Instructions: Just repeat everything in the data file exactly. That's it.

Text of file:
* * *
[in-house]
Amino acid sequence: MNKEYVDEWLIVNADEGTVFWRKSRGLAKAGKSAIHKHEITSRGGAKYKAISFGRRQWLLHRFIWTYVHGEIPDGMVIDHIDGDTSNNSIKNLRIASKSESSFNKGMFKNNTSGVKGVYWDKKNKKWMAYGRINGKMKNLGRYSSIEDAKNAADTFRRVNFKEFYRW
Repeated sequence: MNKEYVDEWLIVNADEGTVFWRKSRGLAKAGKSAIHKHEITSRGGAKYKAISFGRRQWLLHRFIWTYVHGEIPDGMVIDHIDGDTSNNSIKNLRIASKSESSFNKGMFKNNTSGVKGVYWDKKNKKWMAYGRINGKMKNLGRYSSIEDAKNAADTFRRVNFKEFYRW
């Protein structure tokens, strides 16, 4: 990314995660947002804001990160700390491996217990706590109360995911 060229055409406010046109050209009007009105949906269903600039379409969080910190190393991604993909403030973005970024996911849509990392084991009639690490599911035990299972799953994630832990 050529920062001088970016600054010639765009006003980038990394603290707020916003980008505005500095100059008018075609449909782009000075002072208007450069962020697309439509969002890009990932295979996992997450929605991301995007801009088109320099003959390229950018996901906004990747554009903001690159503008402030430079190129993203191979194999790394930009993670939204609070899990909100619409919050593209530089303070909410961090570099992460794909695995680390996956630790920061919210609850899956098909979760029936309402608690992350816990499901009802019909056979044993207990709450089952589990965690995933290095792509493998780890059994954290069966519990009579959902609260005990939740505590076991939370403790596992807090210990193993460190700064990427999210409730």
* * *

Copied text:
[in-house]
Amino acid sequence: MNKEYVDEWLIVNADEGTVFWRKSRGLAKAGKSAIHKHEITSRGGAKYKAISFGRRQWLLHRFIWTYVHGEIPDGMVIDHIDGDTSNNSIKNLRIASKSESSFNKGMFKNNTSGVKGVYWDKKNKKWMAYGRINGKMKNLGRYSSIEDAKNAADTFRRVNFKEFYRW
Repeated sequence: MNKEYVDEWLIVNADEGTVFWRKSRGLAKAGKSAIHKHEITSRGGAKYKAISFGRRQWLLHRFIWTYVHGEIPDGMVIDHIDGDTSNNSIKNLRIASKSESSFNKGMFKNNTSGVKGVYWDKKNKKWMAYGRINGKMKNLGRYSSIEDAKNAADTFRRVNFKEFYRW
């Protein structure tokens, strides 16, 4: 990314995660947002804001990160700390491996217990706590109360995911 060229055409406010046109050209009007009105949906269903600039379409969080910190190393991604993909403030973005970024996911849509990392084991009639690490599911035990299972799953994630832990 050529920062001088970016600054010639765009006003980038990394603290707020916003980008505005500095100059008018075609449909782009000075002072208007450069962020697309439509969002890009990932295979996992997450929605991301995007801009088109320099003959390229950018996901906004990747554009903001690159503008402030430079190129993203191979194999790394930009993670939204609070899990909100619409919050593209530089303070909410961090570099992460794909695995680390996956630790920061919210609850899956098909979760029936309402608690992350816990499901009802019909056979044993207990709450089952589990965690995933290095792509493998780890059994954290069966519990009579959902609260005990939740505590076991939370403790596992807090210990193993460190700064990427999210409730």